This is, hard to imagine I know, yet another book that has been collecting dust on my shelves for years (although not as far back as its print date of 1965). I don’t know when I would’ve read it if it wasn’t for the books into movies set I’m working through right now. After all this time I wasn’t expecting too much from this Cold War thriller so I was doubly surprised at just how gripping the tale was. Told over a compressed period of 10-12 hours between the first radar contact and the final dramatic moments the narrative built its tension inch by inch and turned the screw a little bit more on each page. As the reality began to sink in and the very real possibility of Nuclear War approached each character acted in his own way (there was in effect only a single peripheral female character in the whole book) and struggled, sometimes to breaking point, in their own way. It was, in all senses of the word, a real page turner. I might have seen the movie years ago but I had clearly forgotten much of it so I had no clear idea of what was coming next. Everything seemed so logical, so reasonable and so screwed up that it felt real. It felt real that the world could indeed end because of a blown circuit in a computer buried beneath millions of tons of rock dispassionately dispatching nuclear death to its enemies without a thought to the consequences. This was real, very real, fear and must have terrified people much more aware of the possibility of nuclear holocaust than we are today. Whilst being more than a little dated this still packs quite a punch even after all these years and technological advances. If you want a thick slice of Cold War nuclear paranoia this is definitely the book for you. But be warned, it might give you a few sleepless nights!

Monday, January 23, 2017




I Predict a Problem (or two)

Brexit stance may not be 'crystallised' before Article 50 triggered, says minister.

A Brexit minister has suggested the government's aims in negotiations with the European Union may not be finalised by the time Article 50 is triggered. David Jones told a House of Lords committee the UK's negotiating position may not be "totally crystallised" by next spring. Mr Jones said the government was at an early stage of the process and that thinking was "developing". Theresa May has said Article 50 will be triggered by the end of March 2017. This will put in process formal talks with the EU, which will last for up to two years before Brexit happens. Mr Jones, a minister at the Department for Exiting the European Union, was appearing before the EU Home Affairs sub-committee, which is investigating the security implications of Brexit. He was questioned on what government departments hoped to get out of any eventual agreement with the EU.

Theresa May: We'll still work closely with EU after Brexit.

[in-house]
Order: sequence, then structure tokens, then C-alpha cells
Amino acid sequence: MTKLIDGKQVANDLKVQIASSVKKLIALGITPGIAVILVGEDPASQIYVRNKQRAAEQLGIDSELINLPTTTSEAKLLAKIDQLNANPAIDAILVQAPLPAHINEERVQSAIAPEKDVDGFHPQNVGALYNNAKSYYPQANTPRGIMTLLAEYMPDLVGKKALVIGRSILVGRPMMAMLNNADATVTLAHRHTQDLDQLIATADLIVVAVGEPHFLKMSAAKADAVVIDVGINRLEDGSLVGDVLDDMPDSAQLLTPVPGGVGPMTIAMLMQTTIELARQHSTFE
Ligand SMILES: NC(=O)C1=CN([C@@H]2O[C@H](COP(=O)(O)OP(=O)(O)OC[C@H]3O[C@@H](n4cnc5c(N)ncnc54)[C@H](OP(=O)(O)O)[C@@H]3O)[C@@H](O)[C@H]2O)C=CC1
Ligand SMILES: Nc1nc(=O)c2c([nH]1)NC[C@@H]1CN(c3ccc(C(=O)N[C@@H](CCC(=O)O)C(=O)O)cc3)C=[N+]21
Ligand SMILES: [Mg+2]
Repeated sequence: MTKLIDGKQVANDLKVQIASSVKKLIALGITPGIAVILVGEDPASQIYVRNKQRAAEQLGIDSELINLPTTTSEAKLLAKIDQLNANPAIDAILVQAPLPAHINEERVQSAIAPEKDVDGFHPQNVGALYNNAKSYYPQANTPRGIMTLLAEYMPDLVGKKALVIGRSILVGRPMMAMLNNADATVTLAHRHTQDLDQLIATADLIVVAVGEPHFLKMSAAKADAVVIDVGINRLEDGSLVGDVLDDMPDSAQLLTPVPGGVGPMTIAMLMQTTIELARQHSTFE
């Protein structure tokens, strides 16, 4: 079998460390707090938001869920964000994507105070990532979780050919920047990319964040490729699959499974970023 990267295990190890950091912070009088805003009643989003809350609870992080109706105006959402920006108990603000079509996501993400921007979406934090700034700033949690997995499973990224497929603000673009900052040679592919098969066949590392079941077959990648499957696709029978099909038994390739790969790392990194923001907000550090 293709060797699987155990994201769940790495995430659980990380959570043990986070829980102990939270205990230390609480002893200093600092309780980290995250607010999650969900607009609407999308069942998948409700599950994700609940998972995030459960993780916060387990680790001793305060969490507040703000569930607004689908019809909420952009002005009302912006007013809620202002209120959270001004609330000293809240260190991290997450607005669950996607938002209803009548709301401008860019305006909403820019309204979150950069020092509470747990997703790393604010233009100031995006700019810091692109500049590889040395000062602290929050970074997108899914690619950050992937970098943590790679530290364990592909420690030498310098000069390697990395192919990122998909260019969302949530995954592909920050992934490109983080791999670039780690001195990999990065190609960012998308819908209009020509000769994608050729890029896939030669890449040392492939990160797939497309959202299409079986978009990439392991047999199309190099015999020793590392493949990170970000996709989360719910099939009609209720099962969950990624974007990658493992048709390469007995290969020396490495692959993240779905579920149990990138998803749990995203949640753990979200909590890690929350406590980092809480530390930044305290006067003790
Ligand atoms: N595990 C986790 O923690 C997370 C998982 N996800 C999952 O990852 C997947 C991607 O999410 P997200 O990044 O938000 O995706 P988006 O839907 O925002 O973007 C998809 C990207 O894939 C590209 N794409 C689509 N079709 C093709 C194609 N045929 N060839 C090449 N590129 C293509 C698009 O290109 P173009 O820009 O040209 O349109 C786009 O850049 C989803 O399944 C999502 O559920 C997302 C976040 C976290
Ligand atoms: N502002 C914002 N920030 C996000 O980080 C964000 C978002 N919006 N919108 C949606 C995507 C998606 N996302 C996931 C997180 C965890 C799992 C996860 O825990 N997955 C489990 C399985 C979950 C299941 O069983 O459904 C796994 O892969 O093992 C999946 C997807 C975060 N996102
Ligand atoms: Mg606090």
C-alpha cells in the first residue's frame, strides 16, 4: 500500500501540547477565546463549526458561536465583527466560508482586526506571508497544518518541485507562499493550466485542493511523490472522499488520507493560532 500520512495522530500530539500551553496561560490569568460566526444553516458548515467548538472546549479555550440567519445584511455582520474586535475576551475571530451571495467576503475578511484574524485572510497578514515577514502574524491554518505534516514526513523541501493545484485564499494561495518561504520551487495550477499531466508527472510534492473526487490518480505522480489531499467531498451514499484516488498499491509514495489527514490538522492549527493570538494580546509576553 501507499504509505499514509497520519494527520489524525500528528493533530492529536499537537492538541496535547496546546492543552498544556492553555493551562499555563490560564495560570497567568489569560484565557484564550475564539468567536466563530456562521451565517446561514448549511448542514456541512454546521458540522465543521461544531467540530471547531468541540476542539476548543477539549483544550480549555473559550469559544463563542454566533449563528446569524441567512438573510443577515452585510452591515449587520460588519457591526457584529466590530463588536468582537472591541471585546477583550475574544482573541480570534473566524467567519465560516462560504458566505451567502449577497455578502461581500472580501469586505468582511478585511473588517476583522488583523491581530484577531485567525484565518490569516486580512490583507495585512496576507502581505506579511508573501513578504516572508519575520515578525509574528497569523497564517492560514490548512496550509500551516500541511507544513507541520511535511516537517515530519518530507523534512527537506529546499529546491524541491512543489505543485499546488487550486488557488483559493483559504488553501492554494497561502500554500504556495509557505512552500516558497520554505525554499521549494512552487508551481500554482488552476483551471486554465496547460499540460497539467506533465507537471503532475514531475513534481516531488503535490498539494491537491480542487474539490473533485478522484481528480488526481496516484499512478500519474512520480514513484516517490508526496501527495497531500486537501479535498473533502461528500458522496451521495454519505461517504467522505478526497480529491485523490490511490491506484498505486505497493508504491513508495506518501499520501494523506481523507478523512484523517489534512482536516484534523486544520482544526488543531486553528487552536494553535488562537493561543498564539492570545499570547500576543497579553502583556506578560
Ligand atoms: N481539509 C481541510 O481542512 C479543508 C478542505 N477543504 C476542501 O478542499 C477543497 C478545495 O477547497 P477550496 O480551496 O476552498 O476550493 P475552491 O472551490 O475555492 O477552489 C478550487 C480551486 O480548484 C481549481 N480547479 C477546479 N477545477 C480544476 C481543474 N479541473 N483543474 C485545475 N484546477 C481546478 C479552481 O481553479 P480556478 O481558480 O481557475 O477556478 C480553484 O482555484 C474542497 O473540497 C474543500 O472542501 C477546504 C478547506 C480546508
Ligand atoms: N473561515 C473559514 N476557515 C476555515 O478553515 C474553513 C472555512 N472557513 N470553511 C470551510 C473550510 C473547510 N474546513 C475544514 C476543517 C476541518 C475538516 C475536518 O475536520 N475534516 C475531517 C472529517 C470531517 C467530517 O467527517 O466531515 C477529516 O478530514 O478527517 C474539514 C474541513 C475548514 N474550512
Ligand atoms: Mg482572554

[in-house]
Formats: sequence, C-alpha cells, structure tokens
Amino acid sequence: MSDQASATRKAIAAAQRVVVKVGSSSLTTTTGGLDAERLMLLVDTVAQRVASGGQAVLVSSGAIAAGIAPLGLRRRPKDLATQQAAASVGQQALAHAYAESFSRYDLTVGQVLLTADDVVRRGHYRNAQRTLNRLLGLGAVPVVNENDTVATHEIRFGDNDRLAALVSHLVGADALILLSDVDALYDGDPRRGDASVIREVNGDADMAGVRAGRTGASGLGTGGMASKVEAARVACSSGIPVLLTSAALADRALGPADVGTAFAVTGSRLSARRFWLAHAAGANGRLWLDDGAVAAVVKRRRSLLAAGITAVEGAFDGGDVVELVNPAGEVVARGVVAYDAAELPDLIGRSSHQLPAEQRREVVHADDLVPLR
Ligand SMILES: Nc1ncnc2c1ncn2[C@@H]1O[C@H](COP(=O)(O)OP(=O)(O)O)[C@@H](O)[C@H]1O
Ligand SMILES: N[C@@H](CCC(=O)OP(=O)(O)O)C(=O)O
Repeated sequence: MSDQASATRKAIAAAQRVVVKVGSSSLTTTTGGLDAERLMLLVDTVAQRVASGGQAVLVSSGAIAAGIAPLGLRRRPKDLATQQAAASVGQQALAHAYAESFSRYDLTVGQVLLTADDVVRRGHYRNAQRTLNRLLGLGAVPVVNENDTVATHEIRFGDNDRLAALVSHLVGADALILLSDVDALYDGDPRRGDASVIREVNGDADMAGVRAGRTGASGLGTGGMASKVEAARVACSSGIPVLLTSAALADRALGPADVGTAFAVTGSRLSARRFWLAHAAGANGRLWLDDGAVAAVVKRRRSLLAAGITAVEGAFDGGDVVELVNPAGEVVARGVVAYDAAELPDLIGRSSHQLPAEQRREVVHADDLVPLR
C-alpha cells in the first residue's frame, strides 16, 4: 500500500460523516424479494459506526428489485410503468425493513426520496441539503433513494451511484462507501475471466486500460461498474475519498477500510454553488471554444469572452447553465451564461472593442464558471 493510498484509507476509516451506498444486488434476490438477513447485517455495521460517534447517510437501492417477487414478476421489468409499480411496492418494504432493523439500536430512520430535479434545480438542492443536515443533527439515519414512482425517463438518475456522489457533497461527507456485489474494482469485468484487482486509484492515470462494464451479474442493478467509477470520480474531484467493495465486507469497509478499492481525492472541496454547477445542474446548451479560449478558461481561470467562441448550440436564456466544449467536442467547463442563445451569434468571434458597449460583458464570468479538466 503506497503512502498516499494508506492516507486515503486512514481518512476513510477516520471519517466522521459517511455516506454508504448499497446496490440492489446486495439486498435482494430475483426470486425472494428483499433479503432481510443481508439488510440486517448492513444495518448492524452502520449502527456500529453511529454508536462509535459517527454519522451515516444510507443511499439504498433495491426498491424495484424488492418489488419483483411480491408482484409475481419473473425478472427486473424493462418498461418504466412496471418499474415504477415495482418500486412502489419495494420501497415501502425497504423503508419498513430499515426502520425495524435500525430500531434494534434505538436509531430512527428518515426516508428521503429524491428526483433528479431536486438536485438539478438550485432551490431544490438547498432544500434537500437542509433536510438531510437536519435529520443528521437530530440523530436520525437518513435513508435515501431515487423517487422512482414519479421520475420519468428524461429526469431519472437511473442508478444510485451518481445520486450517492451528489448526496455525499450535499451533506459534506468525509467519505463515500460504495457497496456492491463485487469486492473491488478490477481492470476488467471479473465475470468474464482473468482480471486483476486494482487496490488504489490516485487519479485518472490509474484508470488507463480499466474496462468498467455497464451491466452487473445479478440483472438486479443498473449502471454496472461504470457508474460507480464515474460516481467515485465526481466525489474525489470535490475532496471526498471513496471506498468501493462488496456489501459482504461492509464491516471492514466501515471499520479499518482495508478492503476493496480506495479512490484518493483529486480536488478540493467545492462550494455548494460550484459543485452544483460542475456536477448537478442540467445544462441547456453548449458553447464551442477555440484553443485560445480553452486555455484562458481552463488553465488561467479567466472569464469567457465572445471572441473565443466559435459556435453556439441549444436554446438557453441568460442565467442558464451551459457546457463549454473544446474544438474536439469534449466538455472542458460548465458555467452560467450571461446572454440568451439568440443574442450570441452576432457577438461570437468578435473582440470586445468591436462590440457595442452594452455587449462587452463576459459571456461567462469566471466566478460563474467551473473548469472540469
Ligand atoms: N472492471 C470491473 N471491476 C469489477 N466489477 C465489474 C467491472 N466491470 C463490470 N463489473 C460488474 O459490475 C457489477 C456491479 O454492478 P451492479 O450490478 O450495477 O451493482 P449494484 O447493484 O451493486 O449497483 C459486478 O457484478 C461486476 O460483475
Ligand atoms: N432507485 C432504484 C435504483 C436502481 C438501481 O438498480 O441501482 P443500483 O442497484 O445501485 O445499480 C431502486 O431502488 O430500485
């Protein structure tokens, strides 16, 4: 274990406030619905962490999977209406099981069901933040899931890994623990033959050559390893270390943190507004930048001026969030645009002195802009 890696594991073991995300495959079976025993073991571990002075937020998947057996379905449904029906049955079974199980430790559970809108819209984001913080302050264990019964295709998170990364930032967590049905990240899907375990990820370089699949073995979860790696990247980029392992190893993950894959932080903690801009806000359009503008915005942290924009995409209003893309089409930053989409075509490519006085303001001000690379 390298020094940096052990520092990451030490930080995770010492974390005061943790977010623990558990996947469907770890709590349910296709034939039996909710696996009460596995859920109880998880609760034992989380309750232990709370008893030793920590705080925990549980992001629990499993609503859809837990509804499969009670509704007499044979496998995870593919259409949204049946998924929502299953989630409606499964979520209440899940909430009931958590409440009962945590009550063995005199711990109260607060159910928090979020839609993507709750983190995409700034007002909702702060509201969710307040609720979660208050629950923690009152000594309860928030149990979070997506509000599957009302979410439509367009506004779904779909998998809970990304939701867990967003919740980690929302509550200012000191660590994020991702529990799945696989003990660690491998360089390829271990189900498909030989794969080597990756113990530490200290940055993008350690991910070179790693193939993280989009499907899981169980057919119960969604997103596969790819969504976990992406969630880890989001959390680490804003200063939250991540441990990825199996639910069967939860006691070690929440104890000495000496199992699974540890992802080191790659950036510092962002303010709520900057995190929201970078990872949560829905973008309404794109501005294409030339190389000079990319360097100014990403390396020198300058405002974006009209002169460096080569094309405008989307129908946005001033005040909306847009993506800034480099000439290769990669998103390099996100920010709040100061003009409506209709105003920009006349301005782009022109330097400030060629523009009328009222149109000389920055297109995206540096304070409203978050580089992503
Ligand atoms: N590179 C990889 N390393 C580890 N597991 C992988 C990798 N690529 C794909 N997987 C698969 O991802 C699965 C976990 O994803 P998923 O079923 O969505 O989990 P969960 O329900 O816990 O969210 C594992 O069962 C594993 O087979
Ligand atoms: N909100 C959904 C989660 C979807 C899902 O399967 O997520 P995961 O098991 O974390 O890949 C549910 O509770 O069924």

Theresa May has pledged to continue to "work closely" with the EU after Brexit, as she arrived for her first Brussels summit as prime minister. She said it was important to have a "united European stance" against "Russian aggression" that included "sickening" violence in Syria. European Council President Donald Tusk called the summit a "nest of doves". But French President Francois Hollande warned that if Mrs May pursued a "hard Brexit" negotiations would be hard too. The prime minister was keen to emphasise this when she arrived in Brussels, saying: "I'm here with a clear message. The UK is leaving the EU, but we will continue to play a full role until we leave and we will be a strong and dependable partner after we have left. "It's in the interests of both the UK and the EU that we continue to work closely together, including at this summit." She added: "We must continue that robust and united European stance in the face of Russian aggression." It was "vital" to "put pressure on Russia to stop its appalling atrocities, its sickening atrocities, in Syria", the prime minister said.

David Davis 'in cloud cuckoo land' over EU negotiating stance.

David Davis is in "cloud cuckoo land" if he believes Brexit talks are heavily weighted in favour of the UK, a former Treasury civil servant told the BBC. The Brexit Secretary and other minister should "rein back" "hard and unconstructive" talk, former Treasury civil servant Sir Brian Unwin said. The UK has said it will begin formal talks about exiting the EU by the end of March 2017. But Conservative MP John Redwood said the UK was in a "very strong position". Mr Redwood, who advised Margaret Thatcher on European issues as head of her policy unit, said Sir Brian's comments were a "great pity" as "I'm sure he wishes our country well". Mr Davis told the House of Commons on 10 October: "One of the things that I have discovered in the past few months is that in many areas - not just the City, and not just as regards cars - the balance of negotiating advantage is incredibly heavily stacked our way." Sir Brian, who was a senior civil servant under Labour and Conservative governments - including Margaret Thatcher's, when he helped negotiated the UK's budget rebate - said he felt ministers and civil servants had a "horrific" job ahead. He told BBC Radio 4's World at One: "I saw that Mr Davis the other day was reported to have said that the negotiating odds are unbelievably weighted on our side. Well I think that is utter rubbish, I mean, it really is cloud cuckoo land." He said opinion was "hardening" towards the UK among EU countries: "They do not want the integrity and the future of the European Union to be put at risk by Brexit and in particular they do not want the United Kingdom to emerge with advantages which might encourage other member states to think of leaving." He predicted Theresa May, who is in Brussels for her first EU summit as prime minister, might not get a "terribly cosy" reception from her fellow leaders adding: "I really do think the language which the present government is using needs to be tempered if they are to have a successful negotiation." Sir Brian, who was president of the European Investment Bank, also said he felt it would be "suicidal" were Britain to leave the EIB - which is owned by the 28 EU member states, as its funding had been "enormously important" to UK infrastructure.